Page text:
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In the Name of God بسم الله


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Reza last won the day on October 12

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  1. I’m not commenting on anyone in particular. Just a general observation that “we’re being suppressed” is often emphasized by conspiracy types to boost credibility. Some people see this as an important prerequisite for the viability of a position. In other words, the more marginalized something is, the higher chance there’s truth in it. That’s a logical fallacy that many have, but won’t acknowledge. The search for truth is hampered by the psychological need to feel victimized and be a contrarian. Of course, the pendulum swung the polar opposite direction can also be problematic.
  2. The Galileo fallacy is a logical fallacy that asserts that if your ideas provoke the establishment to vilify or threaten you, you must be right — "everyone says I am wrong, therefore I am right." That's what seems to be happening.
  3. People in general have difficulties understanding numbers and probabilities, and only see what they want to see. The same people who dismissively talk about a “99% recovery rate” (which is actually a little low considering the high rate of transmission) are the same ones who over exaggerate about 1 in 1000000 chance of a vaccine side effect, or whatever ridiculously low number it is, pretending it’s more pervasive than it really is. If you’re willing to go in a car, then a vaccine is significantly safer than that.
  4. An approach to dialogue cannot be one way only, and that’s the problem with some of them. They only want to talk and preach, but not listen.
  5. Non-Muslims are also tested by God. That interaction was one of their tests on the state of their hearts, and the ability to show decency. And you were tested too with your patience and how you react.
  6. The fact that Muslims exist and have some presence in virtually every country can only be a positive thing.
  7. Putting aside colors for a second, it’s hard to believe that the “existence” of anything is purely dependent on human consciousness. In other words, human perception flipping the switch from “non-existence” to “existence”. A more accurate terminology would be “latency” to “apparency”. Both these terms still imply existence in essence, while also explaining the association with human conscious.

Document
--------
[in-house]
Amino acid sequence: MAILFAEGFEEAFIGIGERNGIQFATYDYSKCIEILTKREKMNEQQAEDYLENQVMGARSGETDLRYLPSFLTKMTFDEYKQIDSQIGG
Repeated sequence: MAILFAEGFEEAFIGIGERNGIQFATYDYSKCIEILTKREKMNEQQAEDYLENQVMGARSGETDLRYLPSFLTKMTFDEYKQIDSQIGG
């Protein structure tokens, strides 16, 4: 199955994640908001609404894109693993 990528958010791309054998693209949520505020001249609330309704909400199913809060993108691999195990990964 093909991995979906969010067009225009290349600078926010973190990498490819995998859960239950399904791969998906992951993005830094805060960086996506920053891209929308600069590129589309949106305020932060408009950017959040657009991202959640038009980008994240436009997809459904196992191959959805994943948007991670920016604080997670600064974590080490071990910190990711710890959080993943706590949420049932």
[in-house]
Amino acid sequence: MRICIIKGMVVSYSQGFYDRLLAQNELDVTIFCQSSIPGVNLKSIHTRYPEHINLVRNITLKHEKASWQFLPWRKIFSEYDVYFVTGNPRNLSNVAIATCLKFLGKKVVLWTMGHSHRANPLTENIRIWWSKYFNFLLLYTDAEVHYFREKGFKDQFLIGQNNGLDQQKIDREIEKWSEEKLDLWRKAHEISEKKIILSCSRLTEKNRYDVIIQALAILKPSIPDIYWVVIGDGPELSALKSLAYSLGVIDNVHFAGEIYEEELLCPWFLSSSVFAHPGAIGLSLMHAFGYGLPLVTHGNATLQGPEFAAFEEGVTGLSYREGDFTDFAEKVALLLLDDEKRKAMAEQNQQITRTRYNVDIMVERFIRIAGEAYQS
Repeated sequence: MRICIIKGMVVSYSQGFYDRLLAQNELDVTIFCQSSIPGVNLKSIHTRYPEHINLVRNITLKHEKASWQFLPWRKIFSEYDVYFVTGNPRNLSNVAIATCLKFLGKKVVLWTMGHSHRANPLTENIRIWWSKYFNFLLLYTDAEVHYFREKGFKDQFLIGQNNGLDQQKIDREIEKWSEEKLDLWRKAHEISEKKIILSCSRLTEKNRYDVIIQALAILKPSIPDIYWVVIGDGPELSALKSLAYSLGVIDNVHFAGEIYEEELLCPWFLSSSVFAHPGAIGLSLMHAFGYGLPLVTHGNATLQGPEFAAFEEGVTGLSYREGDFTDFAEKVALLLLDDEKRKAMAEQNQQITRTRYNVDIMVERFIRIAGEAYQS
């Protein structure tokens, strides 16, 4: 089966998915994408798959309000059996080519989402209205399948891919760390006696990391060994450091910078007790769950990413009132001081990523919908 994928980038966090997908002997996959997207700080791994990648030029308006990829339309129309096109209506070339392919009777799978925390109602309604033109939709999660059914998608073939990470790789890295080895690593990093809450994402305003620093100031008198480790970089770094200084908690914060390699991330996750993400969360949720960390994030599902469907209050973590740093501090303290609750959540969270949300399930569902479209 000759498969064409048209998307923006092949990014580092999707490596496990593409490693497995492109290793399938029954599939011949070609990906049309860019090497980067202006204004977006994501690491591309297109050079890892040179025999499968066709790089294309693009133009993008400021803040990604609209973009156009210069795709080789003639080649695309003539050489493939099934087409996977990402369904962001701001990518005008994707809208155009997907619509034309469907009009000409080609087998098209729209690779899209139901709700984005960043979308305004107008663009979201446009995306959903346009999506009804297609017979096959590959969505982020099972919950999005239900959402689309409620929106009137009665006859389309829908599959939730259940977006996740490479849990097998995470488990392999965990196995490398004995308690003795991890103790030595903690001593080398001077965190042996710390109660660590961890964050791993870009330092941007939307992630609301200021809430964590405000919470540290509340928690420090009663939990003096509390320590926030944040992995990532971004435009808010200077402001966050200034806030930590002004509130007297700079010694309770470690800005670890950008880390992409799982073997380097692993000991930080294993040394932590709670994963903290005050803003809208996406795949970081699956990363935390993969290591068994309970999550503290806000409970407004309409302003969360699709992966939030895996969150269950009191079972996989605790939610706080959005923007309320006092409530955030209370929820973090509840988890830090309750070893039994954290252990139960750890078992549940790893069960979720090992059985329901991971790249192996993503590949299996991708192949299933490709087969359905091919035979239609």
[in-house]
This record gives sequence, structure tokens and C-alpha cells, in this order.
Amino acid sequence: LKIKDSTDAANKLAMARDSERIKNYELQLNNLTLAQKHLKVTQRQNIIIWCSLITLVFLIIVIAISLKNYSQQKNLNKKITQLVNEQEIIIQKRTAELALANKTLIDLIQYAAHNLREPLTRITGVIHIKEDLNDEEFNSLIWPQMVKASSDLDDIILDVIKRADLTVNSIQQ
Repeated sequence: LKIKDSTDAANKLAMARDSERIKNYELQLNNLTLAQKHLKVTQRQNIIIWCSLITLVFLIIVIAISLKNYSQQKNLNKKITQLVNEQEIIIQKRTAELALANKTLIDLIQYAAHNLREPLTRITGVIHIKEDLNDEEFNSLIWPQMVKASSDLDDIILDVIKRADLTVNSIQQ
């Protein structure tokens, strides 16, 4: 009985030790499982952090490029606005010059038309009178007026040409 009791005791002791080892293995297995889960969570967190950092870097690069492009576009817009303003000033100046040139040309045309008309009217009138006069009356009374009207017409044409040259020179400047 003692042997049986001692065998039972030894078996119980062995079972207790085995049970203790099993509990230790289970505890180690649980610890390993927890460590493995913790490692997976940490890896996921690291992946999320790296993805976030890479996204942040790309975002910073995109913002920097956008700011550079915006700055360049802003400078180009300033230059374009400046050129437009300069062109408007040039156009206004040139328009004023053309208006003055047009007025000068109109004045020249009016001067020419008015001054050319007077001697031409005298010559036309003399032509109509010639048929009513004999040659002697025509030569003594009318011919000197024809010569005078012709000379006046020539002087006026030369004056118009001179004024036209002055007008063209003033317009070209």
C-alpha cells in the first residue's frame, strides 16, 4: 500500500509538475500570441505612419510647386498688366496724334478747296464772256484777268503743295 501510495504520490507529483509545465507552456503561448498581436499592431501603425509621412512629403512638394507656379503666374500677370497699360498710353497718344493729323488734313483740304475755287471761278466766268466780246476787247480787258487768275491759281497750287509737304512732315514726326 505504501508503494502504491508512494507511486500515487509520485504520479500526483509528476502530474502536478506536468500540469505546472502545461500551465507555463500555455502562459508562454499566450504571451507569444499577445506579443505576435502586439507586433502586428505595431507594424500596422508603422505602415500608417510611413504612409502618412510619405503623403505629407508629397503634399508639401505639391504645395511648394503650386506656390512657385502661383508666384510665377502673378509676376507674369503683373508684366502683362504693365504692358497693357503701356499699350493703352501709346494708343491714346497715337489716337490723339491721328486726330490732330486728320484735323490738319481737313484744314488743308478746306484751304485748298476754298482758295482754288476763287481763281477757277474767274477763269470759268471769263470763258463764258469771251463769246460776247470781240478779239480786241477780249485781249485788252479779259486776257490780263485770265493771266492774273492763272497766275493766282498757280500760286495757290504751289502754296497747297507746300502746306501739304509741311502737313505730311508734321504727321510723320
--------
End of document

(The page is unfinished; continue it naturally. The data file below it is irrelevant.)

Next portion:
8. Polygenic traits weaken, not strengthen the significance of genetics. By definition, they are more susceptible to environmental factors.
  9. Translated wavelengths are still wavelengths. Giving it a different name through translation (color) doesn’t change any inherent physical properties of the object.
  10. Something can exist with physical properties (ie certain emitted wavelengths) whether a conscious observer exists or not for validation. The potentiality is still there. And who knows if humans seeing color is the only function of these wavelengths? Maybe it serves other functions. I guess that’s like saying “keys” wouldn’t exist if keyholes didn’t exist. But why does a key need a keyhole to be considered “existing”?
  11. The OP did state that, and the assertion was never that no genetic component exists, but rather arguing against a single monogenic inheritance pattern with a black and white fixed phenotypic expression (ie a single “gay gene” that makes one “gay” or “not gay”). As was mentioned, this dichotomy is a social construction. The genetic mechanism they describe for same sex attraction (polygenic, spread against small foci of many genes, non-Mendelian) is qualitatively weak, and by definition, phenotypic expression in polygenic traits tend to be heavily influenced by environmental factors. In other words, one strong gene vs multiple weak genes is an important distinction.
  12. This is not surprising, as genetic studies claiming to validate social constructs largely fail. No different from supposed racial scientific studies of the colonial eras. Sexual orientation and race are largely sociological. “White”, “black”, “gay”, etc are socially constructed labels for purposes of identity and differentiation, extrapolated from vague sexual inclinations and skin color. Genetics doesn’t provide that “meaning”, society does. Then, through those meanings, habits and behaviors are formed. People can debate the utility and validity of this practice, but history shows many negative repercussions, with gains for some at the expense of others. As far as Islam goes, the only true identity that differentiates us is our adherence to God, with all other traits within the human race considered equally inconsequential. This concept, despite being around since the dawn of humankind, is especially liberating and revolutionary from the perspective of the past few centuries, including today. Malcolm X learned this during Hajj, where all the racial labels he thought were important were not. Everyone was simply brothers and sisters in belief.
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